BBC News reports that the fundamental public art necessary to a new civic campaign to pick up after your dog has gone missing from Torrelodones, a city just outside of Madrid.

Someone has taken the…fiberglassed dog pile. As BBC reports “staff was shocked and perplexed by the theft, and a replacement excrement was already on order because we know the campaign has been a great success”.

The Atlas Obscura also features this story, noting that until a replacement inflatable excrement is found, selfies will have to be taken with another object.




  1. I used to be very involved with dogs – like them more than people in many instances – but I’ve come to see dog ownership like car ownership. It would be better for many people – and dogs – if they could share.

    People get so enmeshed in their dogs – a British poll showed that many preferred their dogs to their kids. The truth with dogs is that they’d rather be running around sniffing other dogs’ butts than spending time with you. They think the dog walker is way cooler than you.

    If you calculate the cost of owning a dog for its natural life, you’re looking at $15,000-$20,000: food, vet bills, toys, boarding, grooming – to say nothing of the damage and funk to your home and car. You’d be surprised how many rich dog owners send their servants to pick up high end goodies for their dogs.

    Someone should start a dog share company. Currently, if you want to borrow a dog, you can get one from the pound. How do dogs wind up at the pound? Mostly, they’re products of the puppy mill industry sold to the ignorant.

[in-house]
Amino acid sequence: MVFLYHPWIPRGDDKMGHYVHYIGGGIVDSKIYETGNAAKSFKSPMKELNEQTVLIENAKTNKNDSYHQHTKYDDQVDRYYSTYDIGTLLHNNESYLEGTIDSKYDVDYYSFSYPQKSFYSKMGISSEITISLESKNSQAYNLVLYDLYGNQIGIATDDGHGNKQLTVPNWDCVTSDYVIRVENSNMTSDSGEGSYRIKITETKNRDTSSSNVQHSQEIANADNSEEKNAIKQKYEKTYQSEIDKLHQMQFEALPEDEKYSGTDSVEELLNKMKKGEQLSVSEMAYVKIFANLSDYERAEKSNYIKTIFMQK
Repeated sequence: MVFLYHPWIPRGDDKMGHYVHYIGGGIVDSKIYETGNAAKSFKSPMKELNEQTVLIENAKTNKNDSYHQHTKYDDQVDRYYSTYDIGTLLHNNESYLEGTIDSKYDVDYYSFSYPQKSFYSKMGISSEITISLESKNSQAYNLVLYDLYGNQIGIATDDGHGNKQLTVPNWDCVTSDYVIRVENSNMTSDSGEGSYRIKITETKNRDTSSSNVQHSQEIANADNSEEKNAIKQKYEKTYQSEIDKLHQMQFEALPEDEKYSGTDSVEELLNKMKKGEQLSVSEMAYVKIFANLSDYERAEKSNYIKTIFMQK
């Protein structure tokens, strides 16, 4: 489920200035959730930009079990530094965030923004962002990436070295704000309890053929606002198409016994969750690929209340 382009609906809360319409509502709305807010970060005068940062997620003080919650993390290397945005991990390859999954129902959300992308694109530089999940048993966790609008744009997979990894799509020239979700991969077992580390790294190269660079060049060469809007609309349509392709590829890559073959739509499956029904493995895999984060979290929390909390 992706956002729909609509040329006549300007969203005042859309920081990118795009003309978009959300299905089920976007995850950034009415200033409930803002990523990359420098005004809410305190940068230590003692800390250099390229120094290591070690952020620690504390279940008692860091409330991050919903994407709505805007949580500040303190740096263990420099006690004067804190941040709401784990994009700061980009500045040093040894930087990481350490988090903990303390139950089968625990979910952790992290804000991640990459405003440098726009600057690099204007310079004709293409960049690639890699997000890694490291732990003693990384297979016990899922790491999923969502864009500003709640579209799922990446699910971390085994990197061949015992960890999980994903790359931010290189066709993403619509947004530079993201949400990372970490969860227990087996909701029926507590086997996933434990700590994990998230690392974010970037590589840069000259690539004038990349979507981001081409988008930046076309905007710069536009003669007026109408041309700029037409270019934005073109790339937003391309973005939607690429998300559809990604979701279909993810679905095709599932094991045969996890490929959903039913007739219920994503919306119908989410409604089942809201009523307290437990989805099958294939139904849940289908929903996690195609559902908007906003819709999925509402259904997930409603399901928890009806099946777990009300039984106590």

People often “rescue” dogs from the pound. They feel good about themselves. Newsflash: no amount of “rescuing” is going to put a dent in this breeding industry.

    We dog lovers like to say that a dog is a dog is a dog – but the reality is that people want dogs that you’re unlikely to ever see at the pound. If you’ve ever experienced the extraordinary energy of an Irish Terrier; or the silky fur of a Springer Spaniel; or the serious focussed power of a Bloodhound, you know what I’m talking about.

    Many of us get the urge to have a dog – owning one full-time is not that great – unless you have that servant ready to take care of your pride and joy while you’re at work. Picking up a few thousand turds dampens enthusiasm.

    So, someone should crunch the numbers – there’s a good business there – an extension of the doggy daycare doggy walking industry.

    Let’s say you want to enjoy the company of a dog. The amount you pay depends on the dog you choose – a Great Dane, or English Bull will be expensive; a chihuahua, or Llhasa not so much. When you pick it up it should already have done its business. When your done with it, take it back. If you can’t bear to part with it, give it a few days or weeks thought, and then adopt it.

    Otherwise, your cash contribution to this business would go to the long term care of its dog population.

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